Wednesday, November 17, 2021

The Gift of Governmental Documentation


Every so often, tracing the trajectory of an ancestor's life story leads us straight into the midst of conflict—the kind of conflict which, though unfortunate, becomes a rich source of documentation. For our American ancestors, such was the War Between the States—or, as Eugene Williams' side of the story would characterize it, the War of the Rebellion.

Eugene Williams was Maude Woodworth Bean's maternal grandfather. Though he was born in New York, his as yet uncovered story was the reason why Maude's mother, Effie Aurilla Williams, was born and raised in what was once called Dakota Territory, but spent her later years in Sioux City, Iowa, where she met her future husband, William Woodworth.

For the young couple Effie and William, from the point of their wedding in 1890, it was off to California and the adventure of a new life together. It wasn't long, however, before Eugene and his wife Elizabeth followed their daughter's path. And with that move came the gift of governmental documentation which allows us a clearer glimpse into the wanderings of Effie's father.

Eugene and Elizabeth Williams were still residing in Sioux City by the time of the 1900 census, but by December 14, 1904, Eugene was admitted to a National Home for Disabled Volunteer Soldiers—but not in Iowa. His admission to the facility was due to heart disease, and the records indicating this also revealed that, prior to entry at the Home, the couple had been living in Irwindale, a town not far from the southern California home of their daughter and son-in-law, the Woodworths. The 1910 census revealed the identity of that National Home as the "Pacific Branch" located in Malibu township in Los Angeles county.

From the scant entries on the page of Eugene's record at the Home, we gain everything from a physical description—blue eyes, fair complexion, height of five feet and eight inches—to the cause of his death on May 11, 1914. Though a veteran's marker was supposedly placed on his grave at the Los Angeles National Cemetery—at least, according to transcribed records included at—there is no photograph of such featured on his memorial at Find A Grave.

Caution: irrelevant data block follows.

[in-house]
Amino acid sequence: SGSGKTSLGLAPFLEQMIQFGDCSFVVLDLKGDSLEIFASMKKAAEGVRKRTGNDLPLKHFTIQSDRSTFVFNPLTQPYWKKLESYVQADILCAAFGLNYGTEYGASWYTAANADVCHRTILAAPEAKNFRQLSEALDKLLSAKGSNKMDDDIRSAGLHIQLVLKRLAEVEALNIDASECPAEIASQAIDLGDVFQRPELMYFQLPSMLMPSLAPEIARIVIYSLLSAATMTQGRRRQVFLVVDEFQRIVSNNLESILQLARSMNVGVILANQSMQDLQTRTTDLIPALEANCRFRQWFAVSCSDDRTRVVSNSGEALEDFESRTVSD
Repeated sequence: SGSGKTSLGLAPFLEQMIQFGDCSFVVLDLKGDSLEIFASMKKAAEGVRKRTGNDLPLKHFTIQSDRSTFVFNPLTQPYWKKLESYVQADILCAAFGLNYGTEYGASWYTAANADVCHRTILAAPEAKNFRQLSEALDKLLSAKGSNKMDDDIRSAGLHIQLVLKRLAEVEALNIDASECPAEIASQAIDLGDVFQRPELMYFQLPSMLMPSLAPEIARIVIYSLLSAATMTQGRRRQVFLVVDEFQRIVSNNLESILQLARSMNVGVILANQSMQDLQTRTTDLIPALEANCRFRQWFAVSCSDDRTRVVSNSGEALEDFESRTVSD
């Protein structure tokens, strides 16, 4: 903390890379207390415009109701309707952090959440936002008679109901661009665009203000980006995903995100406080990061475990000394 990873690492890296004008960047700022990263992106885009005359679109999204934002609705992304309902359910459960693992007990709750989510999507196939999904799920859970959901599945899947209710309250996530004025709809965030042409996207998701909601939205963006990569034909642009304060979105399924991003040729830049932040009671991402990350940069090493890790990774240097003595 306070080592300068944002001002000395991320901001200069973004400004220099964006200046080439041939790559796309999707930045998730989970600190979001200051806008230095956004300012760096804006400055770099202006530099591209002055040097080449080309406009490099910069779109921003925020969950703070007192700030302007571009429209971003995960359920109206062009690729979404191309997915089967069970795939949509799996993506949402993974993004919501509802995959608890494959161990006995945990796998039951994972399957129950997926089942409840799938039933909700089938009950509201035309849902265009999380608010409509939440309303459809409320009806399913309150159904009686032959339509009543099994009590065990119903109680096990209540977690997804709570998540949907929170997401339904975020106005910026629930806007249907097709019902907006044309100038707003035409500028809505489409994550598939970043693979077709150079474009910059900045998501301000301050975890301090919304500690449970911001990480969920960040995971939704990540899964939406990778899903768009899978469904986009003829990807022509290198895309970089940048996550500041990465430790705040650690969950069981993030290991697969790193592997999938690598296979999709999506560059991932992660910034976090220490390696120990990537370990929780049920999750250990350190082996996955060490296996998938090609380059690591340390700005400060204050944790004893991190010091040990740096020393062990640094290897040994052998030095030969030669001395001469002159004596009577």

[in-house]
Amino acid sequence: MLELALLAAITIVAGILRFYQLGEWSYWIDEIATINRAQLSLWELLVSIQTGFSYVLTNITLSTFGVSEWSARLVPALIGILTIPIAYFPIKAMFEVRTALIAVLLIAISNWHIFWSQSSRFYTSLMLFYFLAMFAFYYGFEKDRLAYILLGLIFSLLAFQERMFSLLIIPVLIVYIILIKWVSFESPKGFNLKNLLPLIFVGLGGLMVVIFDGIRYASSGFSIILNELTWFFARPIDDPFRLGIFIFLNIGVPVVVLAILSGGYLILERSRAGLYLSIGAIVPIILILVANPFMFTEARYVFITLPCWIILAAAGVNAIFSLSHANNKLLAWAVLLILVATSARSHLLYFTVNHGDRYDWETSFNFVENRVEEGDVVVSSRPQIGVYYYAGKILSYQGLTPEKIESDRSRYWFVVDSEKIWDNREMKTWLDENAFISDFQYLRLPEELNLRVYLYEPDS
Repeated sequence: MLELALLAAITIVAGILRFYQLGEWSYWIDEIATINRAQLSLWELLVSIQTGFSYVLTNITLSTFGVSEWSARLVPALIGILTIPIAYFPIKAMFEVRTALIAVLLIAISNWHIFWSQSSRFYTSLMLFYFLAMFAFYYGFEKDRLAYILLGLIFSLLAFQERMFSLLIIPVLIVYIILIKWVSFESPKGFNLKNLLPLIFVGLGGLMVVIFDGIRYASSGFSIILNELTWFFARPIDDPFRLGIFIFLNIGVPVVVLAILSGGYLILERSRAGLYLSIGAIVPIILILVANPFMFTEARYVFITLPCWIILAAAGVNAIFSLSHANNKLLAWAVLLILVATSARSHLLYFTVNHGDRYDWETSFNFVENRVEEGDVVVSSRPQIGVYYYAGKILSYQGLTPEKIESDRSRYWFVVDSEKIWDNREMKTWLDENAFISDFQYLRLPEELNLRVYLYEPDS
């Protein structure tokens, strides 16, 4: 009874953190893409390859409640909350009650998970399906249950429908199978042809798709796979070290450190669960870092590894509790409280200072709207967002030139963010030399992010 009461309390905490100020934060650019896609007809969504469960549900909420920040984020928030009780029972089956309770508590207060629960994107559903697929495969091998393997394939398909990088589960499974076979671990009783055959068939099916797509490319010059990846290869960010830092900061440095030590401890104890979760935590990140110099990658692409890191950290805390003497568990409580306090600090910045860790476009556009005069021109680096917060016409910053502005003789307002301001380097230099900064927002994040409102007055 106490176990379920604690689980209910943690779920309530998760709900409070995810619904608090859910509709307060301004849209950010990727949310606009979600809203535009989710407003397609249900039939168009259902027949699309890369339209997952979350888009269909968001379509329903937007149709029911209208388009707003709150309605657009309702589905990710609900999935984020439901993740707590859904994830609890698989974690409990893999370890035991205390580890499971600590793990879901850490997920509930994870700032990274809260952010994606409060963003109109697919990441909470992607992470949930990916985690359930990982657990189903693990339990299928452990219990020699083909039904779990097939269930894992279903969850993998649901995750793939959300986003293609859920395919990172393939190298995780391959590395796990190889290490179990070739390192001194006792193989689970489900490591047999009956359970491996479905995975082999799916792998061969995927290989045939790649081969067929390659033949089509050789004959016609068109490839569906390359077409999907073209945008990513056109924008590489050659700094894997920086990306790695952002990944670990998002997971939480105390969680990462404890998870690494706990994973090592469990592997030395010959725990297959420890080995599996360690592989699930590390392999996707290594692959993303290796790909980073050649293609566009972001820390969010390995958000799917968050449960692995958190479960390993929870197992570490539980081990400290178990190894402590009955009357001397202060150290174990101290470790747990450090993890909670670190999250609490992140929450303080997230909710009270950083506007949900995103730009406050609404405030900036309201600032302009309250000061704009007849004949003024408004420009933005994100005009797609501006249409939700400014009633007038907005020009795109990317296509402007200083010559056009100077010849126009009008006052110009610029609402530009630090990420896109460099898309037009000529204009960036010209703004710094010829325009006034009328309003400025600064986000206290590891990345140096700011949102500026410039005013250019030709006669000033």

That, however, is not the information I'm keen to glean at this point, though it does need to be checked. What I'm grateful to find in that same record of his admission to the National Home was the specific details of his service in the Civil War. Learning that on August 15, 1862, Eugene Williams enlisted to serve as a private at Portage, Wisconsin, along with the details on the company he was assigned to, becomes my springboard to follow his fate from that point until the time of his discharge at the close of the war.

Details such as those afforded by this government record provide us entrance into a well-stocked inventory of historical details—the macro-history through which this micro-history traveled.

And that recounting of Maude's grandfather brings us to our stepping off point tomorrow in exploring my latest discovery in that research weakness called Bright Shiny Object Syndrome.     

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